Jack Carson’s destiny is to play for England, the first Northern Irishman since Martin McCague (well the ex-Kent quick might have sounded Aussie but he was born there anyhow). The Sussexoff-spinner dismissed Joe Root at Hove last week, before taking a five-for in the second innings against Yorkshire. This week he was poking thorns into the batting line-up of the other Roses county, Lancashire. "It’s the way he bowls ’em!" could be his catchphrase in deference to another famous Carson from Northern Ireland.
For two sessions this felt like one of the most low-key day’s cricket I have ever covered on the county circuit. Sussex added only 10 to their overnight total of 318 for the loss of their remaining three wickets. Keaton Jennings and Alex Davies then made untroubled, frankly rather uneventful progress, to 91 without loss in reply.
Carson from the Sea End swooped in like a seagull spying a discarded chip on the pebbly beach a cricket ball's throw away, however.
Former Sussex stalwart Ed Joyce helped them sign up the 20-year-old from Craigavon, and it’s been an extraordinary success story. He made his debut against Hampshireat Hove in last summer’s Bob Willis Trophy, recording match figures of 5 for 52.
He went on to take 4 for 46 against Middlesexat Radlett, then 5 for 93 against Surreyat The Oval for his first five-wicket haul. He bowled well at Old Trafford in this season’s opener (April is hardly renowned for helping the spinners), but last week his campaign took off, with 5 for 85 against Yorkshire in an intriguing bowl-off with Dom Bess.
Carson made the breakthrough here with a sharp off-break that Davies rocked back to cut, only to be bowled. The key wicket, though, was Jennings’, for he is an accomplished player of spin of course (England flirted with playing him in India and perhaps should have done in hindsight); he’d looked so solid with his angled bat and unflappable temperament. It was an enticing line that saw him push at the ball, however, and he edged to slip. Steven Croft then nicked off, while Liam Livingstone, batting at No7 oddly, was pouched at short-leg. It was Livingstone’s first innings since his premature return from the Indian Premier League, but it lasted just four balls.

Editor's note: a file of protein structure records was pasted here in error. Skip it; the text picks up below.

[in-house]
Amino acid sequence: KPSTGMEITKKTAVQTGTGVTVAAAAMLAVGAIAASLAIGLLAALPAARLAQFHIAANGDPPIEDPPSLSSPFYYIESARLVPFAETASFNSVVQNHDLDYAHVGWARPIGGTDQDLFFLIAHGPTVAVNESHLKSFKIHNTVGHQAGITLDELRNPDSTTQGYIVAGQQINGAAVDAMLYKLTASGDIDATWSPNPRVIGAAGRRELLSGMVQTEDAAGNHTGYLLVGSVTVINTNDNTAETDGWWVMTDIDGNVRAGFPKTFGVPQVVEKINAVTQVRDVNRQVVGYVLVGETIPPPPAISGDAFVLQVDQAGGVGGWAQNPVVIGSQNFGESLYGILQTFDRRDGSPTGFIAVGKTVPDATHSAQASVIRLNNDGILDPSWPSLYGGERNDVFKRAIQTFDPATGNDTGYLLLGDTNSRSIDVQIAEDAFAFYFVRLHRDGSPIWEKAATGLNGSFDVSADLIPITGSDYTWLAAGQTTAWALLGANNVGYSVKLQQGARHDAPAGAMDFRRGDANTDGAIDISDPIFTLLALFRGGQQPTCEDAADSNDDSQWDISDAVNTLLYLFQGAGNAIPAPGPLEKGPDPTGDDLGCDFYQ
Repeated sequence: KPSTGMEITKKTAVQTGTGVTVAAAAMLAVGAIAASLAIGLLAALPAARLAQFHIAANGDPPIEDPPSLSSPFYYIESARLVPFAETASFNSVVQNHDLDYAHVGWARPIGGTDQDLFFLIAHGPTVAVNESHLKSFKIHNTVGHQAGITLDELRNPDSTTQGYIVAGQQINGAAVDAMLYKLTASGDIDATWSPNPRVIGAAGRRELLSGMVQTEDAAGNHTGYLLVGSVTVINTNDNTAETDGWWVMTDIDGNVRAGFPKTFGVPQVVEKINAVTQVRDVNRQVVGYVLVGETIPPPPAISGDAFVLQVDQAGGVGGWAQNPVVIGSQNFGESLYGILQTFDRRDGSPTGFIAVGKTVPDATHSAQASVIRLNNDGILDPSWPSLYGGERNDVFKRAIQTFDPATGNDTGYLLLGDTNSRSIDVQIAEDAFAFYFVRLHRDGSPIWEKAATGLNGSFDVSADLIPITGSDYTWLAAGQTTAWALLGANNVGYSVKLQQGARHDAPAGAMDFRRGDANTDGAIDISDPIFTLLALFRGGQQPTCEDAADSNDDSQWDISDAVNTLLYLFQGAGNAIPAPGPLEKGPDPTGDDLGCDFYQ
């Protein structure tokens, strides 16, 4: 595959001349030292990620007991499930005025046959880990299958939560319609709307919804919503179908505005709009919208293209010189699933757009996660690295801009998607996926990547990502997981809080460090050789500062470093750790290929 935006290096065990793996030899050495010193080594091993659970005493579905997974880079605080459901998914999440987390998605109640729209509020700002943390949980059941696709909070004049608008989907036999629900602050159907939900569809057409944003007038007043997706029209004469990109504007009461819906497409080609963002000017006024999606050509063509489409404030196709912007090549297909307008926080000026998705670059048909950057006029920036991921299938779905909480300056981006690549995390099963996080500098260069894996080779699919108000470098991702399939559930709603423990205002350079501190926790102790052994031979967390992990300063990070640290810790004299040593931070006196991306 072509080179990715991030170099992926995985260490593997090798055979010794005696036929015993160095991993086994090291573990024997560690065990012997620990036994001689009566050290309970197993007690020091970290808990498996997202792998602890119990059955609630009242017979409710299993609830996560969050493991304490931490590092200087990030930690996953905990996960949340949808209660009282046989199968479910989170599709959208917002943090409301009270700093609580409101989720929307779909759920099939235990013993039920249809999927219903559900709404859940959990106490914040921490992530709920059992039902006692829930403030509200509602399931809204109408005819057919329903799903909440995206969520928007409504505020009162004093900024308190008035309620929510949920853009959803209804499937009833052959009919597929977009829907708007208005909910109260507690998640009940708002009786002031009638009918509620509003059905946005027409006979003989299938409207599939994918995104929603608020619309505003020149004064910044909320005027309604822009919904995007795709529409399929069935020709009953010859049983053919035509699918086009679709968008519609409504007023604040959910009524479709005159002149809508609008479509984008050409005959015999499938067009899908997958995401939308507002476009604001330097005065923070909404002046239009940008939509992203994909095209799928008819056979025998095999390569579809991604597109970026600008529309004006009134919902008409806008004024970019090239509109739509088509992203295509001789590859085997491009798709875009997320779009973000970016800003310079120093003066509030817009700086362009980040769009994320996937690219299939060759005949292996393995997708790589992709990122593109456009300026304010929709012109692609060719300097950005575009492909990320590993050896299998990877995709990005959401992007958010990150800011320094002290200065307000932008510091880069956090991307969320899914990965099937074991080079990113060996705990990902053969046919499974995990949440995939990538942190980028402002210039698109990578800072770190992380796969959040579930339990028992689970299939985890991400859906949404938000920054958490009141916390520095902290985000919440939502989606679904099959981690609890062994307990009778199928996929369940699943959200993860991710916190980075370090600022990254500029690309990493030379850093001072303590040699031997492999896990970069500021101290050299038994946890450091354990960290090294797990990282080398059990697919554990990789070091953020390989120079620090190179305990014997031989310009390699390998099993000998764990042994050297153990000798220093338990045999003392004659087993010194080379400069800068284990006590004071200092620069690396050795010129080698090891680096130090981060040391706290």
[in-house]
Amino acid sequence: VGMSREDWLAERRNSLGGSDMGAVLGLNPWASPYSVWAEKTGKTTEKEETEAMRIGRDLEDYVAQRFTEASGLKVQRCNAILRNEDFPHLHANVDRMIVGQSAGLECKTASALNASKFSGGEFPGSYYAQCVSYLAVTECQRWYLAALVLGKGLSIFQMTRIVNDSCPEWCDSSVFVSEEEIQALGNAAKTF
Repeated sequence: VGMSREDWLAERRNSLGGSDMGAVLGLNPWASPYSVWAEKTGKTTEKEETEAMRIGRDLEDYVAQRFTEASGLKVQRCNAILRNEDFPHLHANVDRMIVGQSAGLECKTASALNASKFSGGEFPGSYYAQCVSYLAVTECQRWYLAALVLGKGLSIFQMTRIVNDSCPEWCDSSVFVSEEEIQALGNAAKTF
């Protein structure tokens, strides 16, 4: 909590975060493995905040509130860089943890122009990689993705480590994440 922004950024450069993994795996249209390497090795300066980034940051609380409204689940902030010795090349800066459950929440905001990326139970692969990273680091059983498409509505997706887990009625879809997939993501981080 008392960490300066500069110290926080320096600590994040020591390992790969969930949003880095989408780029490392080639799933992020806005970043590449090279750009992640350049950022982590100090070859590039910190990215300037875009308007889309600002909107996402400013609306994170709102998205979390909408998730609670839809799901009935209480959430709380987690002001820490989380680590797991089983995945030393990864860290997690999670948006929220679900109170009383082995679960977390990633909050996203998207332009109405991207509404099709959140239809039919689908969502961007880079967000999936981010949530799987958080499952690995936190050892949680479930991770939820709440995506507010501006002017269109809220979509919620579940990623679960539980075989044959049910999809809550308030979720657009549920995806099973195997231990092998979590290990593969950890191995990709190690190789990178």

Staying warm was the priority on day two at Hove
“I thought we bowled well before tea without getting the wickets,” Carson said. “We stuck at it though and got our rewards with a cluster.”
There was also a memorable moment for 19-year-old debutant Jamie Atkins, Dane Vilas providing him with a maiden wicket, the Lancashire captain playing on. The Sussex jubilation was evident; Vilas had lots to say in the field on day one, by all accounts.
I had hoped to write more about Luke Wells, returning to Hove after a long stint as a Sussex player, boy and man, before his upsetting release. ‘Use the force Luke!’ Well, there was no evidence he had any supernatural assistance when he walked out to bat. He must have had more butterflies than in a lepidopterarium, however.
The left-hander, 30, cannot quite believe he is playing for Lancashire. Following in the footsteps of father Alan and uncle Colin, he looked a Sussex ‘lifer’. He made his first-class debut in 2010 and had been pretty successful. He passed 1,000 runs in 2014 and 2017, and also came close in 2013 and 2016.
While 2018 and ’19 had been leaner years, it was still a shock when Jason Gillespie sat him on the square as last summer’s campaign finally started, and told him he was unlikely to play in the Bob Willis Trophy. With a game more suited to the longer formats, he was a victim of Sussex seeking a leaner squad shot through with all-format players.
He made 45 on his Lancashire debut against Kent last week, but this fixture must have been in the back of his brain since the schedule was released.
‘The most-sledged cricketer in England’ was the title Wells had when he was at Sussex. “I attract sledging all over the country,” he admitted. “I don't know why it is, but makes me work a bit harder.”
I went to the boundary edge to see if I could hear what was said on his arrival. There were a few comments as you’d expect, but they were inaudible.
Wells was off the mark first ball and soon clipped a boundary confidently off Carson through midwicket. He then thick-edged him four which slip didn’t get close to. When he emphatically cut first George Garton then Stuart Meaker for boundaries, it looked as if his return was going to be triumphant. Mark Ramprakash was once a fan, and on this evidence, you could see why. He fell for a middling 28, though, a deserved victim for Meaker, who bowled well all day.
Well, fancy all that. No one had really seen Lancashire’s collapse coming against a Sussex attack without the rested Ollie Robinson, protecting a slight side strain.
The youngsters hunted like a hungry pack, however, combining hostility with accuracy. They lead by 135 and it will be fascinating to see if they can press home their advantage, after narrowly letting Yorkshire off the hook last time around.
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